• As a result of this perceived problem with ET tubes, tracheostomy operations are becoming increasingly common and are being performed earlier in the patient's hospital stay in order to reduce the occurrence of VAP. In a tracheostomy operation, a trach tube is inserted directly into the trachea through a stoma created in the throat and tracheal wall by surgical means. The trach tube, therefore, enters the trachea below the glottis and trach tubes are believed to result in lower secretion rates and hence lower VAP rates. As a result of this placement, trach tube patients may be awake and alert after the insertion of the tube and may lead relatively normal lives, all the while having a trach tube in place.
  • The two types of tracheal catheters have a balloon (also called a cuff) located at or near their lower or distal end, surrounding the main ventilating lumen to ensure positive pressure ventilating of the lungs. The purpose of the balloon is to block the balance or remainder of the trachea so that ventilating air being delivered to the patient by the catheter does not merely leave the distal end of the catheter, reverse course and travel up the trachea to escape from the patient. The balloon ensures that the air must travel into the patient's lungs. The mechanical ventilator then reverses the flow of the air and it is removed from the patient via the same catheter, thus permitting positive pressure ventilation of the lungs. The balloon also aids in supporting the tube inside the trachea since its periphery lies against the internal lining of the trachea.
  • ET tubes are generally used for a number of days before a decision is made to switch a patient to a tracheostomy tube. Endotracheal tubes have been linked in some studies to an increased rate of ventilator acquired pneumonia (VAP). The reason for this is believed to be secretions from the oral and nasal cavities and in some cases stomach reflux, that then flow downward and pool above the cuff or leak past the cuff to the lungs.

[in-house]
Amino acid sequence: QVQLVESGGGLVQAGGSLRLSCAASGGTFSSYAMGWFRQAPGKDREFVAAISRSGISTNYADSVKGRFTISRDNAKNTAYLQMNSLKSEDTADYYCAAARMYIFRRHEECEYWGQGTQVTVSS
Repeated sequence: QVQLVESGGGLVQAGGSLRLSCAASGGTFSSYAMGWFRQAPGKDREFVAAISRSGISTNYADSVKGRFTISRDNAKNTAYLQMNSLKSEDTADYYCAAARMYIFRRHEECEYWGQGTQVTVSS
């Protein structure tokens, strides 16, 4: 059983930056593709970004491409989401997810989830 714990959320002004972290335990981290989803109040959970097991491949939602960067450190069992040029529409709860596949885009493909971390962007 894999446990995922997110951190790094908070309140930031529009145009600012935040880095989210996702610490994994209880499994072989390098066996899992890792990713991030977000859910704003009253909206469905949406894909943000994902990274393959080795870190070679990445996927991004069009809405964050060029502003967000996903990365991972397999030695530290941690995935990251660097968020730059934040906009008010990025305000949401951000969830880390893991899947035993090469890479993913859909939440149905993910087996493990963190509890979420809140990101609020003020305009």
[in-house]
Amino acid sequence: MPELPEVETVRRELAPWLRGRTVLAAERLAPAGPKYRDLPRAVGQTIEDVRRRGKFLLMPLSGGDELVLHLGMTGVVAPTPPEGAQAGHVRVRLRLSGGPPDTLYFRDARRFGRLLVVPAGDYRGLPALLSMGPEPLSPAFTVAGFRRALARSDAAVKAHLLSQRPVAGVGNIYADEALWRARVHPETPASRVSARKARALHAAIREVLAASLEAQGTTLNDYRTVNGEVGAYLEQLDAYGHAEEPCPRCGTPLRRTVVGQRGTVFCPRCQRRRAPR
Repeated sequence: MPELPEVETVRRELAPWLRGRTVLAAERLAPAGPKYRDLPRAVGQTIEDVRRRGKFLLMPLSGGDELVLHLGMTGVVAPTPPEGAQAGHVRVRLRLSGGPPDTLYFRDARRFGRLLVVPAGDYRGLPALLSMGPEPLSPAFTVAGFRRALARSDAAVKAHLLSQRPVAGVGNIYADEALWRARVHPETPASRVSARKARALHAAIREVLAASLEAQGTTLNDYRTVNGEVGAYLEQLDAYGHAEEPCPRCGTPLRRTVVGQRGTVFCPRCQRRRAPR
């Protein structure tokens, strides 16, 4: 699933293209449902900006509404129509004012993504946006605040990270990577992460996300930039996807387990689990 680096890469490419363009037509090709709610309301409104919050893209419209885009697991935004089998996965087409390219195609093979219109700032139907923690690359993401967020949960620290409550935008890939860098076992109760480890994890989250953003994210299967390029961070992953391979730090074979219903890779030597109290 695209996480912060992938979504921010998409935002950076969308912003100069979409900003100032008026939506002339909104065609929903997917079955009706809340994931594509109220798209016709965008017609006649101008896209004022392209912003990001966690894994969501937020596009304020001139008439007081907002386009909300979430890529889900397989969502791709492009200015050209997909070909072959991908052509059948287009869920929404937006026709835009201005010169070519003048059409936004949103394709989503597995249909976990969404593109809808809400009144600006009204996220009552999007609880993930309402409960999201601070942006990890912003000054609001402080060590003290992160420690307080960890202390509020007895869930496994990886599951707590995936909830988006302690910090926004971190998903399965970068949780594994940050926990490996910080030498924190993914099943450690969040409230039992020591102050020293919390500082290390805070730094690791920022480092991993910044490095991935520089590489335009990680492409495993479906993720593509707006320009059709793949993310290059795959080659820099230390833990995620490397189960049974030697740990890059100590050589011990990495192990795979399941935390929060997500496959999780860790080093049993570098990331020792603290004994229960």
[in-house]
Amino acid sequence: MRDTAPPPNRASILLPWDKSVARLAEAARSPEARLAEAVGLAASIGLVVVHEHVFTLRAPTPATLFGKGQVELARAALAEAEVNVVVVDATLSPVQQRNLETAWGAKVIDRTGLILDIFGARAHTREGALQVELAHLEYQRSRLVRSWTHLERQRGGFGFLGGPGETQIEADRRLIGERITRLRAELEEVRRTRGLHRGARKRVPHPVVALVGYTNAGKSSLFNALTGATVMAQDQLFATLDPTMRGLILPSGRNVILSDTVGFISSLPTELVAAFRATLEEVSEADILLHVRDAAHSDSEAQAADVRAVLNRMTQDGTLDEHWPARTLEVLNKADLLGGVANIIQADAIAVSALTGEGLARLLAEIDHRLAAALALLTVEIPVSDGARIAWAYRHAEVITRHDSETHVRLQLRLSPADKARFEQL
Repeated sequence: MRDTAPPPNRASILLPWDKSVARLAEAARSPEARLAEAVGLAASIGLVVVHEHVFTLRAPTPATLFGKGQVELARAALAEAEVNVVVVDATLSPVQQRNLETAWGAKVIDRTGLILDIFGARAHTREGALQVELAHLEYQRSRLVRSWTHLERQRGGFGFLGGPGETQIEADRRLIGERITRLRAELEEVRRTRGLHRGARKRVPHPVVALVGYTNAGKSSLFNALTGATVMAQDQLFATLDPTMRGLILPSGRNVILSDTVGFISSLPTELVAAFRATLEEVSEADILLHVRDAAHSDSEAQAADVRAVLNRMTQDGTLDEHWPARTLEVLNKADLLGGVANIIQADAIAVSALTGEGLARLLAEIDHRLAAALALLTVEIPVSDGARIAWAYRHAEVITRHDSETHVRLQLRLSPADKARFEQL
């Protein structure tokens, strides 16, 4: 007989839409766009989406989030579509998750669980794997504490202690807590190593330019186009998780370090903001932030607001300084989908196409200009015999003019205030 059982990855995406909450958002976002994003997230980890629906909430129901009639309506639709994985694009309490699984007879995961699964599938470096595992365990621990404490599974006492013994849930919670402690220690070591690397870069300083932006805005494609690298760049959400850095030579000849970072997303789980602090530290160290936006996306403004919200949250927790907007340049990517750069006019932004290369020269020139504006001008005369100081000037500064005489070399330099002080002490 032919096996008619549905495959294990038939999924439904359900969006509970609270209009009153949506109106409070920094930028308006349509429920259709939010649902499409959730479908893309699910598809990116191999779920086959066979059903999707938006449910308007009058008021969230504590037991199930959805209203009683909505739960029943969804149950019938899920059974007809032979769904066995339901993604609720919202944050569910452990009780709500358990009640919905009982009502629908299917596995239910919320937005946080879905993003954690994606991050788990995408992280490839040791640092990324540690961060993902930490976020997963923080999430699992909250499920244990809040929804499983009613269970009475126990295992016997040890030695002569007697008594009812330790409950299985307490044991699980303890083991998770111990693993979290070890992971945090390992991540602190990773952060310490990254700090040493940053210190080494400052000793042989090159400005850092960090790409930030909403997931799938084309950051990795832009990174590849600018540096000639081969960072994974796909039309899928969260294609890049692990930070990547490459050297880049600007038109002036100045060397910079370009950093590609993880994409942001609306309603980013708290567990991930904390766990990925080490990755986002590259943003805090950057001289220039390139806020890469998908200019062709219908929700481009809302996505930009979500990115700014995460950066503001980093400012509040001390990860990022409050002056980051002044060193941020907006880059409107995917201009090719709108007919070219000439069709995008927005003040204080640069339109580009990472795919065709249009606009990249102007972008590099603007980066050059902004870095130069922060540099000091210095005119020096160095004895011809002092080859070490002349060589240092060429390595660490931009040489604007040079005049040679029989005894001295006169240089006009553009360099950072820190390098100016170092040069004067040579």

• A number of proposals have been made to improve the balloons so that secretions do not readily pass by them and travel to the lungs. U.S. Pat. Nos. 6,526,977 and 6,802,317 to Gobel, for example, teach oversized balloons with a wall thickness so low that the balloon walls lie in folds against the tracheal wall and the folds are so small that secretions cannot pass through them and travel on to the lungs. This solution inhibits and/or arrests the passage of secretions beyond the cuff, but does not provide for removal of secretions, for example, prior to extubation.
  • Removing the secretions within the trachea above the balloon has been another approach taken to reduce the likelihood of secretions entering the lungs. An endotracheal tube having a single dedicated suction lumen is available from Mallinckrodt Inc. This tube allows for the connection of a suction source to the suction lumen for evacuation of secretions above the cuff. While this approach works adequately there remains the possibility that the suction lumen can become clogged with secretions and be rendered unusable, particularly if suctioning is done on an intermittent basis.
  • A further and very important problem with known means of suctioning in the subglottic space is that the cross-sectional area available for the insertion of various suction catheters and other devices is very limited. The trachea is relatively small and a tube must be even smaller so that it may bend during insertion and during use. The path along which the tube is inserted is tortuous and bends back and forth is a slight “S” shape as it passes the vocal cords, making insertion challenging. If an additional fixed or dedicated lumen is added to a tube for the purpose of suctioning or rinsing, the outer diameter of the tube must be increased, increasing the risk of tracheal trauma during insertion, or the inner diameter, e.g. the ventilating lumen, must be made smaller. A dedicated lumen can also cause a decrease in the flexibility of the endotracheal tube, making insertion more difficult. The largest ventilating lumen possible is desired since this produces the least resistance to air flow (or pressure drop) through the tube. It is therefore with great reluctance that part of the cross-sectional area of the tube that may be used for ventilating the lungs is given over to other purposes.